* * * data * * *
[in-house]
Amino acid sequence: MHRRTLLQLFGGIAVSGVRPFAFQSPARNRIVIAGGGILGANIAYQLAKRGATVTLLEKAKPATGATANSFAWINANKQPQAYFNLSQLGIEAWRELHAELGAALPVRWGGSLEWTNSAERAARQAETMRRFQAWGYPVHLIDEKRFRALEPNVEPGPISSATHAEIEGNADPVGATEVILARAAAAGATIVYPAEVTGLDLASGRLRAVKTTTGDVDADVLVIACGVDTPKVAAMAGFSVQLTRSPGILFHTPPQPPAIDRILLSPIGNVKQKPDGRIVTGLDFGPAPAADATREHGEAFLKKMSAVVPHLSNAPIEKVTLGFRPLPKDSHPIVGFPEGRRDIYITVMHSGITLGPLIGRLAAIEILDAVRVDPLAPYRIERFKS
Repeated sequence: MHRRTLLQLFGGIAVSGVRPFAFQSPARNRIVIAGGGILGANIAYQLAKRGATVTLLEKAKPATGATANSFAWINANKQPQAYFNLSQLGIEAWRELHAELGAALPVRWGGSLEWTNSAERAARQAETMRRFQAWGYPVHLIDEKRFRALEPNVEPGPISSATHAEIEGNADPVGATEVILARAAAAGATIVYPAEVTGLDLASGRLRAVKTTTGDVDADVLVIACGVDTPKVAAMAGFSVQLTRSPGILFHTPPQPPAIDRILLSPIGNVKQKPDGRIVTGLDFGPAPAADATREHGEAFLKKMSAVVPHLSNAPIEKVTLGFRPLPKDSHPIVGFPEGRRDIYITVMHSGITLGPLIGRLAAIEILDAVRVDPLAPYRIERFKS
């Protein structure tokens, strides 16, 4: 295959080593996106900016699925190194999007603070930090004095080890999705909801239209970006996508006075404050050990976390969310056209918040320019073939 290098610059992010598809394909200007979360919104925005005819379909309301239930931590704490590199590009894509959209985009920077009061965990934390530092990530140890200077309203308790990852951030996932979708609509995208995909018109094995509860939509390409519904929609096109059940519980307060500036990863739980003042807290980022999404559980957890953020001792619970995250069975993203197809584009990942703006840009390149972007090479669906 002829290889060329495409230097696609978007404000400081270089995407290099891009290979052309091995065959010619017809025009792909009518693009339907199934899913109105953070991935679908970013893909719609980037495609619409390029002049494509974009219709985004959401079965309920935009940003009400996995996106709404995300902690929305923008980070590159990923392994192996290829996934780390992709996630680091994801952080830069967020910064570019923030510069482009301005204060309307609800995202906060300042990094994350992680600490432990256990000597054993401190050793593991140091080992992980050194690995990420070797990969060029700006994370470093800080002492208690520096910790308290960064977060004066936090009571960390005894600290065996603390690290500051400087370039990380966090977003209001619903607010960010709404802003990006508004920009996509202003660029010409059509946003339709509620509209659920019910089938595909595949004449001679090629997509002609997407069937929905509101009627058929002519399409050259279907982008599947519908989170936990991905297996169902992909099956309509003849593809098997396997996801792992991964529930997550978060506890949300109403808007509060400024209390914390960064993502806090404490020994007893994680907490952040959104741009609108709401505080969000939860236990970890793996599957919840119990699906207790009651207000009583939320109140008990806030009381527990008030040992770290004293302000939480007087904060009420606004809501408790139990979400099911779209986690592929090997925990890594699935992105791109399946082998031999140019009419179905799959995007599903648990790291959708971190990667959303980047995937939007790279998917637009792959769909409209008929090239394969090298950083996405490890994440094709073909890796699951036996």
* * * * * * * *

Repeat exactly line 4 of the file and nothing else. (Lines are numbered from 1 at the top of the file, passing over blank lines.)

């Protein structure tokens, strides 16, 4: 295959080593996106900016699925190194999007603070930090004095080890999705909801239209970006996508006075404050050990976390969310056209918040320019073939 290098610059992010598809394909200007979360919104925005005819379909309301239930931590704490590199590009894509959209985009920077009061965990934390530092990530140890200077309203308790990852951030996932979708609509995208995909018109094995509860939509390409519904929609096109059940519980307060500036990863739980003042807290980022999404559980957890953020001792619970995250069975993203197809584009990942703006840009390149972007090479669906 002829290889060329495409230097696609978007404000400081270089995407290099891009290979052309091995065959010619017809025009792909009518693009339907199934899913109105953070991935679908970013893909719609980037495609619409390029002049494509974009219709985004959401079965309920935009940003009400996995996106709404995300902690929305923008980070590159990923392994192996290829996934780390992709996630680091994801952080830069967020910064570019923030510069482009301005204060309307609800995202906060300042990094994350992680600490432990256990000597054993401190050793593991140091080992992980050194690995990420070797990969060029700006994370470093800080002492208690520096910790308290960064977060004066936090009571960390005894600290065996603390690290500051400087370039990380966090977003209001619903607010960010709404802003990006508004920009996509202003660029010409059509946003339709509620509209659920019910089938595909595949004449001679090629997509002609997407069937929905509101009627058929002519399409050259279907982008599947519908989170936990991905297996169902992909099956309509003849593809098997396997996801792992991964529930997550978060506890949300109403808007509060400024209390914390960064993502806090404490020994007893994680907490952040959104741009609108709401505080969000939860236990970890793996599957919840119990699906207790009651207000009583939320109140008990806030009381527990008030040992770290004293302000939480007087904060009420606004809501408790139990979400099911779209986690592929090997925990890594699935992105791109399946082998031999140019009419179905799959995007599903648990790291959708971190990667959303980047995937939007790279998917637009792959769909409209008929090239394969090298950083996405490890994440094709073909890796699951036996």